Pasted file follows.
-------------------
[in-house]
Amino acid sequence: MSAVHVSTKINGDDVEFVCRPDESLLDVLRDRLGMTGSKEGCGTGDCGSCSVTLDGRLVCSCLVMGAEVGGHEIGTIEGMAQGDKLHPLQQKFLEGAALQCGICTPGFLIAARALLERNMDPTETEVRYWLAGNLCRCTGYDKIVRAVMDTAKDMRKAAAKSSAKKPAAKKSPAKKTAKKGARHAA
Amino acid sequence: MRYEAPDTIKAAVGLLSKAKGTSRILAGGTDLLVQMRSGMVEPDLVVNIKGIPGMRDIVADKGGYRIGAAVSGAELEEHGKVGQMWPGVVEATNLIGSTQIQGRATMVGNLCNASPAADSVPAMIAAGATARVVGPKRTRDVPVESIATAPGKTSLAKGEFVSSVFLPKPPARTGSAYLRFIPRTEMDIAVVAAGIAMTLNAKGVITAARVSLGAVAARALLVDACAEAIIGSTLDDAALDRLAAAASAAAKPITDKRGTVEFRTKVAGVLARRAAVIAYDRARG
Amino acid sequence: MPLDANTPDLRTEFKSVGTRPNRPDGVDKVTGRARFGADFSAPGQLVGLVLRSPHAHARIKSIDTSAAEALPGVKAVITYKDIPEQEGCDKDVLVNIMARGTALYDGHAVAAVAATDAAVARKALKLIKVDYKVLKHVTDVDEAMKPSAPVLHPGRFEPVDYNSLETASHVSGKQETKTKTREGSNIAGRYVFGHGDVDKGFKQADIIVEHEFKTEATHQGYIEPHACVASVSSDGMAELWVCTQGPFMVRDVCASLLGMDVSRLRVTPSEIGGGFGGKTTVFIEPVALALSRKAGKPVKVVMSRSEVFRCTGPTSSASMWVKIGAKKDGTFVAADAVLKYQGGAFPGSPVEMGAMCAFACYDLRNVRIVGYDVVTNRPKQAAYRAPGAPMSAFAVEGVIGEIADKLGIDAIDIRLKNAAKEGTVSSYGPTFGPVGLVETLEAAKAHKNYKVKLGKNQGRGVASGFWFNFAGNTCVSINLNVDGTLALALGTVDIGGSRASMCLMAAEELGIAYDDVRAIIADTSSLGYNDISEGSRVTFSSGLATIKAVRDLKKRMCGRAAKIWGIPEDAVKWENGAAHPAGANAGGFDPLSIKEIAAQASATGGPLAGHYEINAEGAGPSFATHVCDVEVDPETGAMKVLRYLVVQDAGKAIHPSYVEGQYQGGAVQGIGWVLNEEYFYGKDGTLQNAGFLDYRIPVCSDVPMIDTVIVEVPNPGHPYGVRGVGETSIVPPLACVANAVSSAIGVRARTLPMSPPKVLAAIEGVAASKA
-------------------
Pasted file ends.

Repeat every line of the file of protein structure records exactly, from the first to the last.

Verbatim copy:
[in-house]
Amino acid sequence: MSAVHVSTKINGDDVEFVCRPDESLLDVLRDRLGMTGSKEGCGTGDCGSCSVTLDGRLVCSCLVMGAEVGGHEIGTIEGMAQGDKLHPLQQKFLEGAALQCGICTPGFLIAARALLERNMDPTETEVRYWLAGNLCRCTGYDKIVRAVMDTAKDMRKAAAKSSAKKPAAKKSPAKKTAKKGARHAA
Amino acid sequence: MRYEAPDTIKAAVGLLSKAKGTSRILAGGTDLLVQMRSGMVEPDLVVNIKGIPGMRDIVADKGGYRIGAAVSGAELEEHGKVGQMWPGVVEATNLIGSTQIQGRATMVGNLCNASPAADSVPAMIAAGATARVVGPKRTRDVPVESIATAPGKTSLAKGEFVSSVFLPKPPARTGSAYLRFIPRTEMDIAVVAAGIAMTLNAKGVITAARVSLGAVAARALLVDACAEAIIGSTLDDAALDRLAAAASAAAKPITDKRGTVEFRTKVAGVLARRAAVIAYDRARG
Amino acid sequence: MPLDANTPDLRTEFKSVGTRPNRPDGVDKVTGRARFGADFSAPGQLVGLVLRSPHAHARIKSIDTSAAEALPGVKAVITYKDIPEQEGCDKDVLVNIMARGTALYDGHAVAAVAATDAAVARKALKLIKVDYKVLKHVTDVDEAMKPSAPVLHPGRFEPVDYNSLETASHVSGKQETKTKTREGSNIAGRYVFGHGDVDKGFKQADIIVEHEFKTEATHQGYIEPHACVASVSSDGMAELWVCTQGPFMVRDVCASLLGMDVSRLRVTPSEIGGGFGGKTTVFIEPVALALSRKAGKPVKVVMSRSEVFRCTGPTSSASMWVKIGAKKDGTFVAADAVLKYQGGAFPGSPVEMGAMCAFACYDLRNVRIVGYDVVTNRPKQAAYRAPGAPMSAFAVEGVIGEIADKLGIDAIDIRLKNAAKEGTVSSYGPTFGPVGLVETLEAAKAHKNYKVKLGKNQGRGVASGFWFNFAGNTCVSINLNVDGTLALALGTVDIGGSRASMCLMAAEELGIAYDDVRAIIADTSSLGYNDISEGSRVTFSSGLATIKAVRDLKKRMCGRAAKIWGIPEDAVKWENGAAHPAGANAGGFDPLSIKEIAAQASATGGPLAGHYEINAEGAGPSFATHVCDVEVDPETGAMKVLRYLVVQDAGKAIHPSYVEGQYQGGAVQGIGWVLNEEYFYGKDGTLQNAGFLDYRIPVCSDVPMIDTVIVEVPNPGHPYGVRGVGETSIVPPLACVANAVSSAIGVRARTLPMSPPKVLAAIEGVAASKA